"You're betting on a king, on an old-style king," said Elson. "And if the king turns out to be not such a good ruler, you're stuck."
As a cautionary tale for potential Facebook investors, Elson points to Yahoo, which has seen plenty of CEO turnover owing to pressure from shareholders angry at the mess the business is in. Yahoo's current CEO, Scott Thompson, is now under attack by hedge fund Third Point. And last September the board ousted its last CEO, Carol Bartz, in a shakeup that couldn't happen at Facebook no matter how badly Zuckerberg stumbles.
"A board has two jobs," a person who's served on the boards of several public Silicon Valley companies told me, "acting as a sounding board, and hiring and firing the CEO. If the CEO wants to go ahead with something the board doesn't like, the only power they have is to fire him. And in Facebook's case, they can't even fire him."
Zuckerberg has already shown his desire to go it alone when it comes to big decisions. When he bought Instagram for $1 billion in cash and stock, he reportedly didn't even tell his board until the deal was all but done. Maybe board members questioned the price tag, as so many outsiders did after the deal was announced, but maybe they didn't. It probably wouldn't have mattered.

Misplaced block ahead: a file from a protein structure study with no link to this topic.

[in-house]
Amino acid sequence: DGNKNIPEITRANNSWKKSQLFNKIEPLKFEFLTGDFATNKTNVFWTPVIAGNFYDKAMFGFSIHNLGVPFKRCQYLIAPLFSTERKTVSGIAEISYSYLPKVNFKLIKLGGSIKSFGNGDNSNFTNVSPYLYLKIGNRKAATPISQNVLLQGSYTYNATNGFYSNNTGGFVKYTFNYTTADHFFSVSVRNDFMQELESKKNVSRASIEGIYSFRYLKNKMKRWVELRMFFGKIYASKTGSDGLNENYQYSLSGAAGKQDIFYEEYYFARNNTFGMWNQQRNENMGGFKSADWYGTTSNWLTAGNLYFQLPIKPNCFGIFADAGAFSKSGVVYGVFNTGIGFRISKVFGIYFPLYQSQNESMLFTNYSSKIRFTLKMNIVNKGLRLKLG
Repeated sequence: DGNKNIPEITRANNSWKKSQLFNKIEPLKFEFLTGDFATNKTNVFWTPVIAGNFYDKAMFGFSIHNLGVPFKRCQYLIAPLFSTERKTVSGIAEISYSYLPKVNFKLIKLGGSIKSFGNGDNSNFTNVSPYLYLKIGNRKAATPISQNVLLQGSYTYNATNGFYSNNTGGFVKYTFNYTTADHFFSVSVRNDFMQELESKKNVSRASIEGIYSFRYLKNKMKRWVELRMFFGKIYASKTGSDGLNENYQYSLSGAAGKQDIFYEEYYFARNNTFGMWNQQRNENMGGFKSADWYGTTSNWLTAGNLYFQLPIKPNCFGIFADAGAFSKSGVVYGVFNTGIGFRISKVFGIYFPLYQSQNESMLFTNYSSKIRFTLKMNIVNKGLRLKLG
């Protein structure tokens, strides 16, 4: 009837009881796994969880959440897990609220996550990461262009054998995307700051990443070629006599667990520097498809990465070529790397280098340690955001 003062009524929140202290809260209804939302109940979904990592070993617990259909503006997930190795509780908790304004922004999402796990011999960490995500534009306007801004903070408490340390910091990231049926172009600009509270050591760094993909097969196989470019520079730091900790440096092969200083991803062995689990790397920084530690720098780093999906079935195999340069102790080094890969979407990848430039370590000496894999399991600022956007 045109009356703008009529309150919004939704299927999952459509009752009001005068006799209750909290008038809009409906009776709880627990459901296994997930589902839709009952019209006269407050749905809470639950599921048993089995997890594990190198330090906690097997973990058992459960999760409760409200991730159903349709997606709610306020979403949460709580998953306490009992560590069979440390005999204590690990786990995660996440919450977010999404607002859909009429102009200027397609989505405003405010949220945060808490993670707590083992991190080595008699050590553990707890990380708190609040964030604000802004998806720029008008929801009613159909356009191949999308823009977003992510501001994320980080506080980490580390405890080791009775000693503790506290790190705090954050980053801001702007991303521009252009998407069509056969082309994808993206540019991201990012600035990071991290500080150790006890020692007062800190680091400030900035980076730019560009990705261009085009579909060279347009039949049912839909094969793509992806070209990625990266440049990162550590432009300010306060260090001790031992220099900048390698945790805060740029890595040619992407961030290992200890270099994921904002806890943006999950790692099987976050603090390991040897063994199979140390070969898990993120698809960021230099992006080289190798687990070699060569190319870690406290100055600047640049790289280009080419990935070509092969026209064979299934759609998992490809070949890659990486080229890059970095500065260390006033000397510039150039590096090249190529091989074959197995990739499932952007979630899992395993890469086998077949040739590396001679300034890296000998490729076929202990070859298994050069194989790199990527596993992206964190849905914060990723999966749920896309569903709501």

Of course, it'll be in Zuckerberg's interest for the stock to do well. For one, it'll keep his employees from jumping ship. It'll also provide him with a powerful currency with which to do more Instagram-like deals, and perhaps ones far larger.
And a bunch of outcry from finance profs is unlikely to dampen demand for this offer. This is Facebook, after all. Everyone knows it. Everyone wants a piece. And, despite the slowdown in the first quarter, this is still a profitable company on track to generate more than $4 billion in revenue this year. And though the king is just 27, so far he hasn't messed up.
It's also easy to argue Facebook's enormous potential, and that's what the bankers and Facebook executives will naturally stress during the upcoming road show, which is set to culminate with the IPO on May 18. Facebook already has frustrated advertisers eager to give it more money, and there's plenty of speculation that Facebook will become a place for e-commerce transactions, as its acquisition in April of a startup called TagTile suggests. And there's much more.
With such promise, fund managers won't want to be left out, even though money managers often shy away from IPOs with dual-class stocks. Retail investors also will likely jump in as soon as the shares start trading, even if they can't yet separate the price from the hype and all the pundits warn them to sit tight.
"This is one of those times when people act contrary to their own interest," Elson said. "The hype overwhelms good judgement."
Perhaps. But that good judgement also would have kept people out of Google, which since going public at $85 a share in August 2004 has climbed 617 percent. And Facebook seems a lot more Google than it does Groupon.